Sinking Ship Adventure: Development Logs (2020-21)

Game Link: Sinking Ship Adventure

Hello. At the time of writing this it is 30th December 2021, meaning the year is almost over. As we step into a new year I decided that now would be a good time to make the development logs for Sinking Ship Adventure public.

I decided to do this as I believe it may help other new developers if they see a detailed account of every month leading up to the release of my own beginner project.

This post includes pictures/videos of Sinking Ship Adventures pre-release. These images were obtained by opening previous versions of the game.

June 2020: The Beginning Of The Project:

The idea for Sinking Ship Adventure (SSA) was originally conceived at a point when I was very new to game development. My only prior experience was a small ocean-themed obby, named ‘Escape The Ocean’ which I had only spent a day or two building.

Wanting to pursue development to a further extent, I began planning a new project. After writing ~20 pages of plans for this project, it became abundantly clear that I was way out of my depth and would never be able to make a fully-fledged game on my current skill level. Instead, I put the plans to the side, naming them ‘2022 Project’. I had to make a smaller game to advance any sort of skill level I could possibly have. So, I began brainstorming ideas for a small, short-term project that I could spend only that summer working on and hopefully develop a few skills in doing so. The result of this brainstorming was the idea of a sinking-ship themed escape room puzzle/parkour game loosely based on other games such as Flood Escape and Roblox Titanic.

On June 25th 2020, I opened up an empty baseplate in Roblox Studio and began work on ‘2020 Project’. A good place to start would be the lobby. After all, it’s a round-based game. For the lobby design I took inspiration from the 2015 version of Roblox Titanic. The old Roblox Titanic lobby was designed similar to a ship dock, with gangway doors that teleported the player to different areas of the ship. It was a design that I had always admired.

(The Roblox Titanic 1.0 Lobby I had taken inspiration from)

Despite my own very limited knowledge of building I began work on a lobby that was also based on a ship’s dock in a somewhat similar fashion to Roblox Titanic. I added some blue parts (water) above the baseplate and the start of a dock-like building above:

The game on June 26th 2020:

Eventually a night-time ocean skybox was added, and the rest of the floor plan for the lobby was completed, including the addition of a second floor with a viewing area of the ocean. The gangways to each door were finished, however the teleports were not yet scripted (and had nowhere to teleport to anyway).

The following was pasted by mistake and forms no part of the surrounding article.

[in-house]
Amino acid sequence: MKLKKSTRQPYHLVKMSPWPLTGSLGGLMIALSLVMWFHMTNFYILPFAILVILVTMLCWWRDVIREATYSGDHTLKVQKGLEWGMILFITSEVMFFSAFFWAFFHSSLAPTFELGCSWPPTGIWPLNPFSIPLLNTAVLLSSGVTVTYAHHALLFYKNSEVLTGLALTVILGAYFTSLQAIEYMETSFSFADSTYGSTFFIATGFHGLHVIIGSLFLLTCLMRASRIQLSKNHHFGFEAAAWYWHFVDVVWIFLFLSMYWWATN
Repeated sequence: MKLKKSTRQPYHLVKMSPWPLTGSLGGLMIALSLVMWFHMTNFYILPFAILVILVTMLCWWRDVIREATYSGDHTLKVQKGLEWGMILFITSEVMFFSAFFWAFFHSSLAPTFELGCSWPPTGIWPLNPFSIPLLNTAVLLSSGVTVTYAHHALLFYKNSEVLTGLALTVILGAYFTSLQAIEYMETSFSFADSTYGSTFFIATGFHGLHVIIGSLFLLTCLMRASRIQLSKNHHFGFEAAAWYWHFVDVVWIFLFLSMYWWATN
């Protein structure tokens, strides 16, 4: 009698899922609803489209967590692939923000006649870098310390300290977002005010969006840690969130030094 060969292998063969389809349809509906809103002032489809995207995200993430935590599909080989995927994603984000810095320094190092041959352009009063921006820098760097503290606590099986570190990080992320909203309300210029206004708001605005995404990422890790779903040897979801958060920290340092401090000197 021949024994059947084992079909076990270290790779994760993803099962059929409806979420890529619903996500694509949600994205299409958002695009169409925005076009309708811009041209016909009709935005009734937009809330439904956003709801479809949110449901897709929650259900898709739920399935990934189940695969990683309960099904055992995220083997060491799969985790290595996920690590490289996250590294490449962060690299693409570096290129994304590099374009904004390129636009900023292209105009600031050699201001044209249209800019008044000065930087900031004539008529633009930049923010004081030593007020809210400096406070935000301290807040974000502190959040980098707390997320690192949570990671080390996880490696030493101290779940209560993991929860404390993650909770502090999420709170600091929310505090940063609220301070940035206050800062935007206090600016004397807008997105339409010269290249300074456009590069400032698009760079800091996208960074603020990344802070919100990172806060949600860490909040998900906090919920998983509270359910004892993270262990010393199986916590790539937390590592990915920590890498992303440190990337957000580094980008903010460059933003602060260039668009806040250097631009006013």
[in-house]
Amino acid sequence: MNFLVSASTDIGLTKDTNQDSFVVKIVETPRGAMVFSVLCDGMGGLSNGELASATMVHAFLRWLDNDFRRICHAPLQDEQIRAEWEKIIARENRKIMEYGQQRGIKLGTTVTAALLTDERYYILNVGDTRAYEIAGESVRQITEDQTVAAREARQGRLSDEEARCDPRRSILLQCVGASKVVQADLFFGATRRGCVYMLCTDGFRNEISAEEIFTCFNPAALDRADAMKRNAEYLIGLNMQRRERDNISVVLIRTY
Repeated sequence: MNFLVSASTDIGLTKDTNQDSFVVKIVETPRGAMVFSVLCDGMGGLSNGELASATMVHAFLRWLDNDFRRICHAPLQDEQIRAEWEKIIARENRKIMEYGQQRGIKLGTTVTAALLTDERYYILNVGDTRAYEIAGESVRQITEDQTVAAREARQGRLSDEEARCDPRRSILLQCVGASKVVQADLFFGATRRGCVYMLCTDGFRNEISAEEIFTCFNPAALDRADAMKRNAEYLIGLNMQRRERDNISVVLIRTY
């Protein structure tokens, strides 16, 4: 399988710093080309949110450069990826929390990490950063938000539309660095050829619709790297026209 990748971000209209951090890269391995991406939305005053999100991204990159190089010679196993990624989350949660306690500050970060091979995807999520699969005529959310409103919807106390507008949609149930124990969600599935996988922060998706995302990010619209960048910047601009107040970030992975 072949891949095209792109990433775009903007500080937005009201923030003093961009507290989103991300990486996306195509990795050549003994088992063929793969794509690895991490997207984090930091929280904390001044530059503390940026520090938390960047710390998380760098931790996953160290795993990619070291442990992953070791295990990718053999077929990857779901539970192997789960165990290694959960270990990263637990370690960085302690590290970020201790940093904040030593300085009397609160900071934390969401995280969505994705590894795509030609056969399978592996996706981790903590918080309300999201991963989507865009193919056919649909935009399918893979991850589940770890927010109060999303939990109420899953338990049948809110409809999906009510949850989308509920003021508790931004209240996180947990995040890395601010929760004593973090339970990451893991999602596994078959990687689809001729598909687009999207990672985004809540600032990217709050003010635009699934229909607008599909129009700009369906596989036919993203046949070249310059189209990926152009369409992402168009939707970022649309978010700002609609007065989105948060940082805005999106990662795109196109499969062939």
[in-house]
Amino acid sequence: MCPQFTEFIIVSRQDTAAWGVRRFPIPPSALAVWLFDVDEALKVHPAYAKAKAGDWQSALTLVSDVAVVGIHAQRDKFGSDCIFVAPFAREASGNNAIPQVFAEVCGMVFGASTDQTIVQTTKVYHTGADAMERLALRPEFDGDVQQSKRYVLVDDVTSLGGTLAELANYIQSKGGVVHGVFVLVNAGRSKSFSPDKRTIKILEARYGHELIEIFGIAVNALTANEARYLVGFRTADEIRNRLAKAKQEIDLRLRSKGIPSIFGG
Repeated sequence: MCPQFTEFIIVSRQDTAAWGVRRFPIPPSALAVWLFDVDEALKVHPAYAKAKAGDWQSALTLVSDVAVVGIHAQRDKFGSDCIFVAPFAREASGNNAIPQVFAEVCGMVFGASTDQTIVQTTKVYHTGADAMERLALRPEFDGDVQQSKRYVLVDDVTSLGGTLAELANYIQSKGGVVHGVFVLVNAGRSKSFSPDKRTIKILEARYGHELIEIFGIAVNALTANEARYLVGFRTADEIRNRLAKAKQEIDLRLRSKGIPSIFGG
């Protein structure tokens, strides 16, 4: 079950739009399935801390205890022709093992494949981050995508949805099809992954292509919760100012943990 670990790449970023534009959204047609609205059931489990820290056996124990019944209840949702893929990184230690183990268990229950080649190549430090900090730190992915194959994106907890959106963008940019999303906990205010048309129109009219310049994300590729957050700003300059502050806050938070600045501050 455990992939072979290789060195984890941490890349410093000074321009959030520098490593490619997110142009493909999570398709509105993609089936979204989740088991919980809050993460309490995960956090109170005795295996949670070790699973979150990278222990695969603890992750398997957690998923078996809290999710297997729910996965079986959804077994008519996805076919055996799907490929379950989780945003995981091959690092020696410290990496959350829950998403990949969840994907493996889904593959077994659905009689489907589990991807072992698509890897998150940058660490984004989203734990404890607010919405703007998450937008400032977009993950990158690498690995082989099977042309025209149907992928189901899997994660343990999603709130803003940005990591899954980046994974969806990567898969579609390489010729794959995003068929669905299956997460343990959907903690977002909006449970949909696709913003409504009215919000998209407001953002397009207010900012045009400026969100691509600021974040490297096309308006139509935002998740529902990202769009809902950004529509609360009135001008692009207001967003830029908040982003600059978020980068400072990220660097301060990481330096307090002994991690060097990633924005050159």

Around now is when I realised that you could change your scaling/movement increment instead of being confined to 1 stud :man_facepalming:

At this point I had no idea how to add text to parts, therefore not knowing how to write the words ‘Easy’, ‘Medium’ and ‘Hard’ over the doors. So I thought “Hmm, coloured bricks above the doors are just as good!”

At this point the upstairs of the lobby was also to be used to teleport to any other Atlantic Games Studio releases:

(I eventually scrapped this idea as Escape The Ocean was the only other place that was active at the time and I’d barely even consider that to be a full game).

Helpful post of motivation :slight_smile:

July 2020:

At the beginning of July I had taken a couple of days off from working on SSA to play some games and try to pick up some techniques from other builders. The main lesson learned was to add details to each model. It sounds obvious, but sometimes you may finish a build and not realise that you could have added something extra somewhere. Keeping this in mind, some adjustments were made to the lobby:

Though these were improvements, the lobby still felt too bland and cramped. I began considering the idea of a possible area that is set outdoors, where players could walk outside the building into a small courtyard with a picnic table and chairs in it.

Well, it turns out the ‘small’ outside area ended up becoming the majority of the lobby.

The outside started pretty rough. There was no exact plan as to how this place would be laid out considering that work on it began almost immediately after the idea struck.

For inspiration I used the lobby of Murder Mystery 2, closely analysing almost every part in it to figure out Zyleak’s building style. I based the exterior SSA lobby on the idea of a small town, with few buildings.

A blue building based on a hotel was added, including the beginnings of a pathway that connected all the constructions.

(I am deeply sorry for the size of the dock’s roof here, I have no idea what I was thinking.)

I got pretty carried away with the new lobby design and spent the next two days adding more buildings and then a fence to circle around them. Beyond the fence were simple placeholder buildings that serve no other purpose than to make the lobby feel as if it is part of a larger town. Immersion is important to remember in builds such as these.